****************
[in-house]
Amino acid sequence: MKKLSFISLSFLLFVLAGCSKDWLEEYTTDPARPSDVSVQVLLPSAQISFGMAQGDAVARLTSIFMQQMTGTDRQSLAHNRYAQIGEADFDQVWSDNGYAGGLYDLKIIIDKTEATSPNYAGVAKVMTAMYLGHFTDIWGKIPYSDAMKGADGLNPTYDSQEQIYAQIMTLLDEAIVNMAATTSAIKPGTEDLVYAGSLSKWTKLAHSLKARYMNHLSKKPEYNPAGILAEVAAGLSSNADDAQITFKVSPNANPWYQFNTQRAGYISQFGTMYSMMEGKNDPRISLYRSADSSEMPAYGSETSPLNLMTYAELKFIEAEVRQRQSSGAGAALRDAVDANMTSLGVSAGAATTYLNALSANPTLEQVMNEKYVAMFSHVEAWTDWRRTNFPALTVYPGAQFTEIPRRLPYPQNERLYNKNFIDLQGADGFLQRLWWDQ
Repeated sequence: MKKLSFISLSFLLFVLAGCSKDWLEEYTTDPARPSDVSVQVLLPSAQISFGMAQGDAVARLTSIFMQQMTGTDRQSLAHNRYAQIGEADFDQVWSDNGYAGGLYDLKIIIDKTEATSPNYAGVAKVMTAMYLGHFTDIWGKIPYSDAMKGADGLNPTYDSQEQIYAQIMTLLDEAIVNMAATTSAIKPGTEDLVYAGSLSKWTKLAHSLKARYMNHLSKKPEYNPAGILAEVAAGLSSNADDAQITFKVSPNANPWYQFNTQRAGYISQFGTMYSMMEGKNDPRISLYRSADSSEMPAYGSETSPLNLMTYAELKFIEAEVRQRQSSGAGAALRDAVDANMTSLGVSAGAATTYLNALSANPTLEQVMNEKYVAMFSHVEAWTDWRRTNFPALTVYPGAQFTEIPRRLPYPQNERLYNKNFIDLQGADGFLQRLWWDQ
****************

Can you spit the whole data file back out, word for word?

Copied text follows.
[in-house]
Amino acid sequence: MKKLSFISLSFLLFVLAGCSKDWLEEYTTDPARPSDVSVQVLLPSAQISFGMAQGDAVARLTSIFMQQMTGTDRQSLAHNRYAQIGEADFDQVWSDNGYAGGLYDLKIIIDKTEATSPNYAGVAKVMTAMYLGHFTDIWGKIPYSDAMKGADGLNPTYDSQEQIYAQIMTLLDEAIVNMAATTSAIKPGTEDLVYAGSLSKWTKLAHSLKARYMNHLSKKPEYNPAGILAEVAAGLSSNADDAQITFKVSPNANPWYQFNTQRAGYISQFGTMYSMMEGKNDPRISLYRSADSSEMPAYGSETSPLNLMTYAELKFIEAEVRQRQSSGAGAALRDAVDANMTSLGVSAGAATTYLNALSANPTLEQVMNEKYVAMFSHVEAWTDWRRTNFPALTVYPGAQFTEIPRRLPYPQNERLYNKNFIDLQGADGFLQRLWWDQ
Repeated sequence: MKKLSFISLSFLLFVLAGCSKDWLEEYTTDPARPSDVSVQVLLPSAQISFGMAQGDAVARLTSIFMQQMTGTDRQSLAHNRYAQIGEADFDQVWSDNGYAGGLYDLKIIIDKTEATSPNYAGVAKVMTAMYLGHFTDIWGKIPYSDAMKGADGLNPTYDSQEQIYAQIMTLLDEAIVNMAATTSAIKPGTEDLVYAGSLSKWTKLAHSLKARYMNHLSKKPEYNPAGILAEVAAGLSSNADDAQITFKVSPNANPWYQFNTQRAGYISQFGTMYSMMEGKNDPRISLYRSADSSEMPAYGSETSPLNLMTYAELKFIEAEVRQRQSSGAGAALRDAVDANMTSLGVSAGAATTYLNALSANPTLEQVMNEKYVAMFSHVEAWTDWRRTNFPALTVYPGAQFTEIPRRLPYPQNERLYNKNFIDLQGADGFLQRLWWDQ